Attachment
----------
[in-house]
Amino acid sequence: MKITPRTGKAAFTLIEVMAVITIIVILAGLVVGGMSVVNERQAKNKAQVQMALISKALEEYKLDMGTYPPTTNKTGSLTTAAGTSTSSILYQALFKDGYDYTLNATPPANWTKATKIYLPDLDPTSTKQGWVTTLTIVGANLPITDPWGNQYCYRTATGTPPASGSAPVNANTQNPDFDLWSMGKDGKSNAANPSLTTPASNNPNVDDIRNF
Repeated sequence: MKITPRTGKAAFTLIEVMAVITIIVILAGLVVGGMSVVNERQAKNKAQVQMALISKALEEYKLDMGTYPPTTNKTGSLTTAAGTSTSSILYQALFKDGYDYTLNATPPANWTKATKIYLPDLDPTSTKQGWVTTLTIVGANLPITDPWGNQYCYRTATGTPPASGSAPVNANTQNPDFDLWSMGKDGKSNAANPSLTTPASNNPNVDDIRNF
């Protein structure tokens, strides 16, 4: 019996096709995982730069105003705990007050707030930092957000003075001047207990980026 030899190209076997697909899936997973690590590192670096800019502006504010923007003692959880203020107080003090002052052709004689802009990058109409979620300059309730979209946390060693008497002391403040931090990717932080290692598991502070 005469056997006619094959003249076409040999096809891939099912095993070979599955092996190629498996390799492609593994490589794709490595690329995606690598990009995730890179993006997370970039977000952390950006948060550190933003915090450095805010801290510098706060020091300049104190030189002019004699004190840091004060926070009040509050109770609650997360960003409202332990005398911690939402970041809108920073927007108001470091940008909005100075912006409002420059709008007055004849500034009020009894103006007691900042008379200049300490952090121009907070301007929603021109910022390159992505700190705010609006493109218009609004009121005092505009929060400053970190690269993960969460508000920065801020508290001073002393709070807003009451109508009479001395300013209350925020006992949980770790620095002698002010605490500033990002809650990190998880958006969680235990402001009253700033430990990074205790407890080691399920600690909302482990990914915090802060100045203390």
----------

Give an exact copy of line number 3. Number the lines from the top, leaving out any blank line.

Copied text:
Repeated sequence: MKITPRTGKAAFTLIEVMAVITIIVILAGLVVGGMSVVNERQAKNKAQVQMALISKALEEYKLDMGTYPPTTNKTGSLTTAAGTSTSSILYQALFKDGYDYTLNATPPANWTKATKIYLPDLDPTSTKQGWVTTLTIVGANLPITDPWGNQYCYRTATGTPPASGSAPVNANTQNPDFDLWSMGKDGKSNAANPSLTTPASNNPNVDDIRNF